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In response to widespread power outages, rolling blackouts, and ubiquitous energy debates, this essay considers our relation to energy and the grid that produces it. First, we investigate California's multimedia Flex Your Power campaign, which defines consumers as nodes of the grid to emphasize their responsibility to maintain a stable energy supply. Second, we examine state and national responses to the 2003 blackout in the Northeastern United States, attending to three strategies through which grid administrators sought to impose order, enact hierarchy, and deindividuate power. We propose that the grid invokes personalization at the "local" level and abstraction at the national level. These contradictory (but overlapping) narratives show a complex, nuanced set of relations between human society and mechanized processes of power distribution.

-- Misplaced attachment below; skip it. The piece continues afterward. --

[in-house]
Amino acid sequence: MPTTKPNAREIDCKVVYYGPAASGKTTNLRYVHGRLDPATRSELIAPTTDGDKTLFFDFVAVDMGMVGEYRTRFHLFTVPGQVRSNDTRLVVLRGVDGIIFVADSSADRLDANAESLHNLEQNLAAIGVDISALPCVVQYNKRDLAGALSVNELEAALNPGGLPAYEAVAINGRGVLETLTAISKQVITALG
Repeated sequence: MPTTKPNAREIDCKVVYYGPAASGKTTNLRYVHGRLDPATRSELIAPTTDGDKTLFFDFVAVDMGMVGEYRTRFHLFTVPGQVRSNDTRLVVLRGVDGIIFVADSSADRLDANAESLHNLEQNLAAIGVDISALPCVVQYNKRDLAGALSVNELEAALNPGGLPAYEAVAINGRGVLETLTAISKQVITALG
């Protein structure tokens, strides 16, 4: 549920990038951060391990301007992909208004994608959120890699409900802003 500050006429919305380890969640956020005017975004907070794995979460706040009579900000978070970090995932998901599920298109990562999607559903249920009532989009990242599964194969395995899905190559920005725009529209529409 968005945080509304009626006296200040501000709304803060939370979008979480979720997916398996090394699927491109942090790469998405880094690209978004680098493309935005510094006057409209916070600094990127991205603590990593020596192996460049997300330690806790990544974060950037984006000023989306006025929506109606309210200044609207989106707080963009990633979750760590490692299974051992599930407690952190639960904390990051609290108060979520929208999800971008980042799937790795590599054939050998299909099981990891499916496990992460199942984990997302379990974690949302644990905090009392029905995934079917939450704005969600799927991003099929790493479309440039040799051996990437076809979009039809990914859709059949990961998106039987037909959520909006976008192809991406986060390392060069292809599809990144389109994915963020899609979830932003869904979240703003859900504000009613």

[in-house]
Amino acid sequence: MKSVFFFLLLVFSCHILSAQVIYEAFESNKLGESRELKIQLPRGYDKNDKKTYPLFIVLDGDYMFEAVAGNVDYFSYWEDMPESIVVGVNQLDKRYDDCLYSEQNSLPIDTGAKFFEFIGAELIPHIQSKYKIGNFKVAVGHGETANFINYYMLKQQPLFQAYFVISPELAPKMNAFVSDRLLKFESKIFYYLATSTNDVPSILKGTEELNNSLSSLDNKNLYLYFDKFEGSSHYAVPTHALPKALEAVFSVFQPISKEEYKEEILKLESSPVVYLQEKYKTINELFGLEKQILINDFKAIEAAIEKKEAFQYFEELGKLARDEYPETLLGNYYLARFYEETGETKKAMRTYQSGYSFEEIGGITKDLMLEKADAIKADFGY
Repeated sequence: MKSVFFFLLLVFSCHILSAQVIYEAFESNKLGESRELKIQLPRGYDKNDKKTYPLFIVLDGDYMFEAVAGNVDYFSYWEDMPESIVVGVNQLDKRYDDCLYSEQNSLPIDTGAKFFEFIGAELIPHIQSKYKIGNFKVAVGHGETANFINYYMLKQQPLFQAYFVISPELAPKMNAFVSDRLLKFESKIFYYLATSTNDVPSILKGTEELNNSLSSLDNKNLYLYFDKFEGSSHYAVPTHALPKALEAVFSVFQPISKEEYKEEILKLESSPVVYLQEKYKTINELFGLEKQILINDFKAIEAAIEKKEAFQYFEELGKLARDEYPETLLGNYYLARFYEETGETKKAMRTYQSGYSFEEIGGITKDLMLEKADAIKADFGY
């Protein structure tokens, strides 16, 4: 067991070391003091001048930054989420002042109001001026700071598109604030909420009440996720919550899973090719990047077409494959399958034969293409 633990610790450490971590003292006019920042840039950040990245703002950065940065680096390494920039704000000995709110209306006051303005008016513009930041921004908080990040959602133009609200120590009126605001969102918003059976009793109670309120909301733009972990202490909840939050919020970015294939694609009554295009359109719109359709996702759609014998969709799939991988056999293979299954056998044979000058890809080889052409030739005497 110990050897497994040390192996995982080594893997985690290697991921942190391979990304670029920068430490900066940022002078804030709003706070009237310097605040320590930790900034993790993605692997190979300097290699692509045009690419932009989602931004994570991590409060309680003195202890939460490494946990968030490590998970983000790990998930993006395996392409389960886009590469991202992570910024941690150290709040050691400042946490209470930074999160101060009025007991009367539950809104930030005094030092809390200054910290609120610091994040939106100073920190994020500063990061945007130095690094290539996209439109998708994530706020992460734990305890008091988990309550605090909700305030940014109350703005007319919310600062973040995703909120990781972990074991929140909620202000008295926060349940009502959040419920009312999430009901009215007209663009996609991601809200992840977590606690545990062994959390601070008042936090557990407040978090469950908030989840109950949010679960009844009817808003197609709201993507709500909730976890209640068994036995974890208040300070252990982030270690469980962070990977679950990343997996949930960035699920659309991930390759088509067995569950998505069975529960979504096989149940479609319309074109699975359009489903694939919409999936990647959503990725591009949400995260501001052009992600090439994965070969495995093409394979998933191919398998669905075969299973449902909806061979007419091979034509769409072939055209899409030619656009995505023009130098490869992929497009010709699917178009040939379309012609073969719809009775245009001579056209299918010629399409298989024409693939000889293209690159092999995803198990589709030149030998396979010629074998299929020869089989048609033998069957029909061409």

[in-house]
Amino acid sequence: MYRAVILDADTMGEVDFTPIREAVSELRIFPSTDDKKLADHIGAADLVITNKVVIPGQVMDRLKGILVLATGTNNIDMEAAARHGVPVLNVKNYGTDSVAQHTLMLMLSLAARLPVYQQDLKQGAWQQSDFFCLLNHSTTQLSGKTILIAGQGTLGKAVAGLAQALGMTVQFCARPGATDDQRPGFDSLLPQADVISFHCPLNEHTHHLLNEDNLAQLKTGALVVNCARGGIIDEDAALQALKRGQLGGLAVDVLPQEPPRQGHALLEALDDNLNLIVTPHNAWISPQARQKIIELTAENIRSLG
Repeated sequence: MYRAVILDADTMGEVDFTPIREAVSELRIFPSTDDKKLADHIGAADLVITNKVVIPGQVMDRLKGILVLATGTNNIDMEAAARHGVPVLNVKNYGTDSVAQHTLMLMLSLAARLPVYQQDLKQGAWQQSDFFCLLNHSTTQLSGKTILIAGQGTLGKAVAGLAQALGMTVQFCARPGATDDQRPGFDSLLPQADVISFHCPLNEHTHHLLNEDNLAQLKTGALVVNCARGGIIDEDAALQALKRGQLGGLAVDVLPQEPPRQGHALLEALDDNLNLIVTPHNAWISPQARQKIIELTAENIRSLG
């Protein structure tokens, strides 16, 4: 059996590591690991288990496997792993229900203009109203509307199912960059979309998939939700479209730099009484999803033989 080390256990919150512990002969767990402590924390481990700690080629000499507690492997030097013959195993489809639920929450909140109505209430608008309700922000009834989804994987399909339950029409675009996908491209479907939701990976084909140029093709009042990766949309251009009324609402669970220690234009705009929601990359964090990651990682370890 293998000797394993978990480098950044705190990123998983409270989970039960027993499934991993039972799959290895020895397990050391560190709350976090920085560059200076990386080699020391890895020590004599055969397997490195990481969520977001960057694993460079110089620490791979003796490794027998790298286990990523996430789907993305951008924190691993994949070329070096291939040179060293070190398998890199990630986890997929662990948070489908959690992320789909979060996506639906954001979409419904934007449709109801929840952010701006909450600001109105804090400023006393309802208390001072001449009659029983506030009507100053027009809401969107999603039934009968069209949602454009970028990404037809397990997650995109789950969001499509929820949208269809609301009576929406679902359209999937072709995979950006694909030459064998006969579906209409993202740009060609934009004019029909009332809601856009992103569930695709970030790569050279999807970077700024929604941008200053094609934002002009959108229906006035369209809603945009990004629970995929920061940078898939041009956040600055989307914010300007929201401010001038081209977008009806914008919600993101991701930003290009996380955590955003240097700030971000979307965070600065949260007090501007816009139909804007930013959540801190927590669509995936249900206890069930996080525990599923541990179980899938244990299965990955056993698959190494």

This is an Author's Accepted Manuscript of an article published in Atlantic Journal of Communication, Volume 14, Issue 4, 2006 [copyright Taylor & Francis], available online at:

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